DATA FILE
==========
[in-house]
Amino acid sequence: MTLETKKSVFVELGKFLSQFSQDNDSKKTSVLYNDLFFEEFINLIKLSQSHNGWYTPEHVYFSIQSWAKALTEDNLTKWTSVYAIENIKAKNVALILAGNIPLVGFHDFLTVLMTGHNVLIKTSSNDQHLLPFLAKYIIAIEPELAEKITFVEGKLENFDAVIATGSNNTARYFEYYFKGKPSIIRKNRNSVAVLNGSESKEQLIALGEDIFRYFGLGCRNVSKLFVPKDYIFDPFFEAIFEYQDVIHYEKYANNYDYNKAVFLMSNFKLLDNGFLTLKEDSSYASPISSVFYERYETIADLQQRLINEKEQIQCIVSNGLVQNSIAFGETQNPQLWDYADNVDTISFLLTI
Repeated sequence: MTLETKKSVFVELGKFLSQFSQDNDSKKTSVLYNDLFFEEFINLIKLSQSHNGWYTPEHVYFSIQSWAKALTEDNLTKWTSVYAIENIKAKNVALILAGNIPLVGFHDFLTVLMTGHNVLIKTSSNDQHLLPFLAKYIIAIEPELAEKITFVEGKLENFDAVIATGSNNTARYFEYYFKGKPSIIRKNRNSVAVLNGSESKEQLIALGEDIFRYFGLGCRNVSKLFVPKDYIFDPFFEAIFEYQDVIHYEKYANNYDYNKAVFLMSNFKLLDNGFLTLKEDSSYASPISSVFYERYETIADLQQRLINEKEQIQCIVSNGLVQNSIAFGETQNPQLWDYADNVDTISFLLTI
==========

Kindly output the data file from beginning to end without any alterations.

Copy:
[in-house]
Amino acid sequence: MTLETKKSVFVELGKFLSQFSQDNDSKKTSVLYNDLFFEEFINLIKLSQSHNGWYTPEHVYFSIQSWAKALTEDNLTKWTSVYAIENIKAKNVALILAGNIPLVGFHDFLTVLMTGHNVLIKTSSNDQHLLPFLAKYIIAIEPELAEKITFVEGKLENFDAVIATGSNNTARYFEYYFKGKPSIIRKNRNSVAVLNGSESKEQLIALGEDIFRYFGLGCRNVSKLFVPKDYIFDPFFEAIFEYQDVIHYEKYANNYDYNKAVFLMSNFKLLDNGFLTLKEDSSYASPISSVFYERYETIADLQQRLINEKEQIQCIVSNGLVQNSIAFGETQNPQLWDYADNVDTISFLLTI
Repeated sequence: MTLETKKSVFVELGKFLSQFSQDNDSKKTSVLYNDLFFEEFINLIKLSQSHNGWYTPEHVYFSIQSWAKALTEDNLTKWTSVYAIENIKAKNVALILAGNIPLVGFHDFLTVLMTGHNVLIKTSSNDQHLLPFLAKYIIAIEPELAEKITFVEGKLENFDAVIATGSNNTARYFEYYFKGKPSIIRKNRNSVAVLNGSESKEQLIALGEDIFRYFGLGCRNVSKLFVPKDYIFDPFFEAIFEYQDVIHYEKYANNYDYNKAVFLMSNFKLLDNGFLTLKEDSSYASPISSVFYERYETIADLQQRLINEKEQIQCIVSNGLVQNSIAFGETQNPQLWDYADNVDTISFLLTI